[23] The position of Tp, taking all samples and measurement positions, and for a given procedure, encompasses a maximum range of the order of 1.5 K (≈21% variation of Tp) (Table 3). Powders gave systematic differences (higher Tp) when compared to their crystal counterparts. Samples from Kisbanya and Salsigne have higher peak temperatures than crystals from Przibram (Table 3), as clear from the more precise ac data (Figure 5c). Several parameters, often depending on one another, might be involved here. The predominant polytype can apparently be ruled out, because the crystals studied were refined in the P31m space group (1T polytype, Table 2). No independent estimate of the redox state of iron is available. The impact of this parameter cannot therefore be properly addressed. However, considering the estimates made from EMPA on the assumption of the lack of vacancies in the structure (Table 1), which has been suggested by previous crystallographic studies of 1T-cronstedtite [Hybler et al., 2000], no systematic variation of Tp is observed with that parameter. The most obvious difference between Salsigne and Kisbanya samples on the one hand, Przibram samples on the other hand, is the chemical composition. The former have almost no impurity (Table 1) whereas the latter have significant amount of substitution of Fe by Mg mostly, with only minor amounts of Mn. This suggests a possible effect of diamagnetic substitution of Fe on the magnetic properties. In concentrated systems, diamagnetic impurities can degenerate spin configurations and increase frustration [Binder and Young, 1986]. At the same time, although relatively small, there are variations of the degree of disorder of the crystals. Both BASF values (Table 2) and the diffuse streaks along the non-family reflections rows (Figure 1) suggest that Przibram crystals are slightly more disordered than Salsigne and especially Kisbanya crystals. Przibram crystal 2 is fractured and therefore more disordered than crystal 1, as visible from Figure 1, so that it is not straightforward to draw conclusions on the effect of disorder. More work is needed to ascertain the evolution of the peak position with grain size, interactions, disorder and crystal-chemistry, but the present results give a first estimate of the range of variations ofTp, which lower bound is well defined, and suggest possible causes for its evolution.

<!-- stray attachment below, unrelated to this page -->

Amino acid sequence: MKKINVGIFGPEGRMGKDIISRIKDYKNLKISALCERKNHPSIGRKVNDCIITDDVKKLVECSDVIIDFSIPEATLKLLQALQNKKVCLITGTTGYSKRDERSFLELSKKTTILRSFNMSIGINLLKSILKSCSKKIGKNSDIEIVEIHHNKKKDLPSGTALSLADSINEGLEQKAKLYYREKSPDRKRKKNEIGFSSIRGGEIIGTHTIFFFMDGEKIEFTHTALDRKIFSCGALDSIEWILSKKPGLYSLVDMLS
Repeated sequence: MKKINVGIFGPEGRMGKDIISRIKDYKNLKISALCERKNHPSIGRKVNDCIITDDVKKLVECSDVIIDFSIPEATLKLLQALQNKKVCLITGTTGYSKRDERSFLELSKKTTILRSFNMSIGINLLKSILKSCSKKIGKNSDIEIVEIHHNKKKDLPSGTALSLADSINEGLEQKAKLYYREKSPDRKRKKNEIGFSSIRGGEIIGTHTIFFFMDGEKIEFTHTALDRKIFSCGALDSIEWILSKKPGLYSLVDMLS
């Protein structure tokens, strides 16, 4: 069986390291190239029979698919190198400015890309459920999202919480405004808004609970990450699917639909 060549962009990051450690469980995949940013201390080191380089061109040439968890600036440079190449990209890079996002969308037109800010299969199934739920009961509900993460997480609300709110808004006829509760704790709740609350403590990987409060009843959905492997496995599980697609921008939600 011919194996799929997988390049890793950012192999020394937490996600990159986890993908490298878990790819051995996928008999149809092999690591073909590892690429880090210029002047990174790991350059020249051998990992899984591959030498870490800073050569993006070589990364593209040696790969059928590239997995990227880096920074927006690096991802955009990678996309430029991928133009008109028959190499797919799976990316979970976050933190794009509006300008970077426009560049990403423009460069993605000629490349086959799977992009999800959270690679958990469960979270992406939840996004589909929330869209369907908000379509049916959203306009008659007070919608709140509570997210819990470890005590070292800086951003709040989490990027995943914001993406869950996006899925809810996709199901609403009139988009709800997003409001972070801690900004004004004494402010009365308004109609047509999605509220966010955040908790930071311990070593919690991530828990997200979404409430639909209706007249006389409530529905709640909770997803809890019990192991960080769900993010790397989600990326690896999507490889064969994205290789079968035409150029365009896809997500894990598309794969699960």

[24] A prominent feature of the oriented crystals studied is the strong magnetic anisotropy, with a hard c-axis. High field measurements made on Salsigne crystal 2 at different positions with the magnetic field applied in the (001) plane yield negligible differences in the magnetization values (<5%). The strong magnetic anisotropy of cronstedtite has two consequences. First, since it is highly enhanced at low temperature, it gives the possibility to better evaluate the orientation of Fe-rich serpentines in CM2 chondrites than at RT. Second, the use of magnetization values for identification and quantification purposes would require that this effect is properly taken into account. Powders can help to solve this problem. However, grain size and magnetostatic interactions between the grains can modify magnetization values, especially hysteresis parameters, while low-field susceptibility is less affected [Carter-Stiglitz et al., 2001]. Here we observe a systematic increase in the opening of the hysteresis cycles in concentrated powders. The whole data set suggests that, however, only a small opening of the hysteresis cycle is observed (Hc < 13 mT and Mr < 1 Am2/kg) and that the remanent magnetization almost entirely collapses when the temperature is raised just above Tpto ≈10 K, which is typical of a spin-glass. These characteristics can be considered as index features of the mineral.